According to RR, Booker would command support from 54 percent of the Democratic voters, followed by Holt with 11 percent, and Pallone at 8 percent. Oliver trailed the pack registering just 5 percent preference.

For the special general election, tested among all 1,000 respondents, Booker leads former Bogota Mayor Steve Lonegan (R) 50-33 percent.

The special primary is scheduled for Aug. 13, followed by the deciding vote on Oct. 16. The winner will serve the balance of Sen. Lautenberg’s final term, and is eligible to stand for election to a full six-year stint during the regular 2014 election.

Arizona

Yesterday, the US Supreme Court released its ruling on the Arizona v. The Arizona  Continue reading >

Will Ad Tying IRS to Health Care Move Mass. Voters?

As expected, a political entity is taking to the airwaves to highlight the Internal Revenue Service’s role in implementing the Obama healthcare law, but the message delivery needs to be stronger if they expect to move voters.

The organization Americans for Progressive Action, supporting Republican Gabriel Gomez over Rep. Ed Markey (D-MA-5) in the Senate special election scheduled for June 25 in Massachusetts, attacked with an ad that depicts Markey as supporting IRS “control” of “health care reform” and Gomez as an opponent, though making it clear that the Republican supports reforming the healthcare system. (Though the ad says that both Markey and Gomez support “healthcare reform”, it doesn’t specifically say that Gomez supports President Obama’s Affordable Healthcare Act, though the casual viewer will be left with the impression that he does.)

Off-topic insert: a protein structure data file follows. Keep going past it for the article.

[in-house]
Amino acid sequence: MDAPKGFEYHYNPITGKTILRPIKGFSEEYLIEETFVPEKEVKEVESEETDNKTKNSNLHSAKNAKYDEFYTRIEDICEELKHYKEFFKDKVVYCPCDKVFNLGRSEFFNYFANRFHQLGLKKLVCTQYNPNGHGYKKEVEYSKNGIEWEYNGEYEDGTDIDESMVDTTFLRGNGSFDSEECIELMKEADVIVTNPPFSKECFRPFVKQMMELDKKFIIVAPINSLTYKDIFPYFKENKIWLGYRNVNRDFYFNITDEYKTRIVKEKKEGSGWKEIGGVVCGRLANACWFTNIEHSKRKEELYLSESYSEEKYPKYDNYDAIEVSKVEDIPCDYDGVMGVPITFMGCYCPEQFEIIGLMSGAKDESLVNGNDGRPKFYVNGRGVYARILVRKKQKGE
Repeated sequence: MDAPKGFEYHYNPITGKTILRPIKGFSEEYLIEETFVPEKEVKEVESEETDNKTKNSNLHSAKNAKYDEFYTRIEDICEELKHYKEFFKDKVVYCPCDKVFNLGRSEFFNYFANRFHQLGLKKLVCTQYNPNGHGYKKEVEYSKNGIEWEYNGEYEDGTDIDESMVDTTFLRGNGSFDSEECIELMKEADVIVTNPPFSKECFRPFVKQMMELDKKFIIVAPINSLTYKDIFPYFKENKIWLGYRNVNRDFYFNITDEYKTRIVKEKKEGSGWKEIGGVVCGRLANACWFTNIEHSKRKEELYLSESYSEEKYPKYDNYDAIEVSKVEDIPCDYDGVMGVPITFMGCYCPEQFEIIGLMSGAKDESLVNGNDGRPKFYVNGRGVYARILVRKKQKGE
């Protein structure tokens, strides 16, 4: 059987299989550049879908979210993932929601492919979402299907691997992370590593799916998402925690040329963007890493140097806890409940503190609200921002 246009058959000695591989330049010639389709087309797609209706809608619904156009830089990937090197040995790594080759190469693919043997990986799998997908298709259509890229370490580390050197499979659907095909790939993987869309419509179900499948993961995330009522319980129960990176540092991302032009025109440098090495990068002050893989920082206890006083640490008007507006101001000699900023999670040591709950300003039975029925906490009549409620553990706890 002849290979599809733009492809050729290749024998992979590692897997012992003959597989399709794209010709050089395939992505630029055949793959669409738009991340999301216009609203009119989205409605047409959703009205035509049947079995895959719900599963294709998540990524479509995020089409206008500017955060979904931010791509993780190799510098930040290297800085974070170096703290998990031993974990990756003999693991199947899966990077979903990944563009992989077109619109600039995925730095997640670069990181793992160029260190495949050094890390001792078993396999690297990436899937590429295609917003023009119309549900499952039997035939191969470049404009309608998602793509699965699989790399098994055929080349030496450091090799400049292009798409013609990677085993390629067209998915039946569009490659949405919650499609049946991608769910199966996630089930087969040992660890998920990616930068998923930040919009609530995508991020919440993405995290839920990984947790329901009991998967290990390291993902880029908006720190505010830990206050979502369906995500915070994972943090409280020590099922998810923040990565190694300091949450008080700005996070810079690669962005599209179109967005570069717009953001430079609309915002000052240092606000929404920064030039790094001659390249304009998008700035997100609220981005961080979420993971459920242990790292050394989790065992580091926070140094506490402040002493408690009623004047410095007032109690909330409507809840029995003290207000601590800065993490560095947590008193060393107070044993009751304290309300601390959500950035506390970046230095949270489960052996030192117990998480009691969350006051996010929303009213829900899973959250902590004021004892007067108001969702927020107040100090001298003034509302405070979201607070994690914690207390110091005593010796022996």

The effectiveness of the ad will be questioned. Though making it clear that the IRS “controlling” healthcare reform is a bad thing, it doesn’t explain why. The spot assumes, most likely incorrectly, that the viewing voter base knows the details of the current IRS profiling scandal.

Survey data will soon tell us if the IRS issue is moving voters in the Massachusetts Senate race, which could be a precursor of how the issue might play in the regular 2014 election. But, the political ad producers will have to tell a better story than the APA’s current effort if they hope to make this issue a deciding electoral factor.